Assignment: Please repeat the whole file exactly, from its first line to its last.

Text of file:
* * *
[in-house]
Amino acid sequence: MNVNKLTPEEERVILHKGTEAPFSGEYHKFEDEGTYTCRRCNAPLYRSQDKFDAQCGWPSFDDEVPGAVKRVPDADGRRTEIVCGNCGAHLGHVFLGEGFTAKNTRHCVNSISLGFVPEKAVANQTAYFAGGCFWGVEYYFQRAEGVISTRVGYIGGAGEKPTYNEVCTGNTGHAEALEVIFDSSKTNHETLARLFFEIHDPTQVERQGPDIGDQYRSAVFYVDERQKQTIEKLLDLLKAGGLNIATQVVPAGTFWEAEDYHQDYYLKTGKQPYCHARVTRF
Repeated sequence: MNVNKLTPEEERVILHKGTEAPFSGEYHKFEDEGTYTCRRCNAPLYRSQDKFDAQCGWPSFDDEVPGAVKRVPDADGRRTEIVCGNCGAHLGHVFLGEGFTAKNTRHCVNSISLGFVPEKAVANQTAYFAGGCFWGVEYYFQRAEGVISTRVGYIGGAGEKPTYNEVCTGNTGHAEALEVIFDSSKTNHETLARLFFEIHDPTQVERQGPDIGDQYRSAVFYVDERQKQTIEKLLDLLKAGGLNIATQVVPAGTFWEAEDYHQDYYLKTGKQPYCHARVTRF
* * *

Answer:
[in-house]
Amino acid sequence: MNVNKLTPEEERVILHKGTEAPFSGEYHKFEDEGTYTCRRCNAPLYRSQDKFDAQCGWPSFDDEVPGAVKRVPDADGRRTEIVCGNCGAHLGHVFLGEGFTAKNTRHCVNSISLGFVPEKAVANQTAYFAGGCFWGVEYYFQRAEGVISTRVGYIGGAGEKPTYNEVCTGNTGHAEALEVIFDSSKTNHETLARLFFEIHDPTQVERQGPDIGDQYRSAVFYVDERQKQTIEKLLDLLKAGGLNIATQVVPAGTFWEAEDYHQDYYLKTGKQPYCHARVTRF
Repeated sequence: MNVNKLTPEEERVILHKGTEAPFSGEYHKFEDEGTYTCRRCNAPLYRSQDKFDAQCGWPSFDDEVPGAVKRVPDADGRRTEIVCGNCGAHLGHVFLGEGFTAKNTRHCVNSISLGFVPEKAVANQTAYFAGGCFWGVEYYFQRAEGVISTRVGYIGGAGEKPTYNEVCTGNTGHAEALEVIFDSSKTNHETLARLFFEIHDPTQVERQGPDIGDQYRSAVFYVDERQKQTIEKLLDLLKAGGLNIATQVVPAGTFWEAEDYHQDYYLKTGKQPYCHARVTRF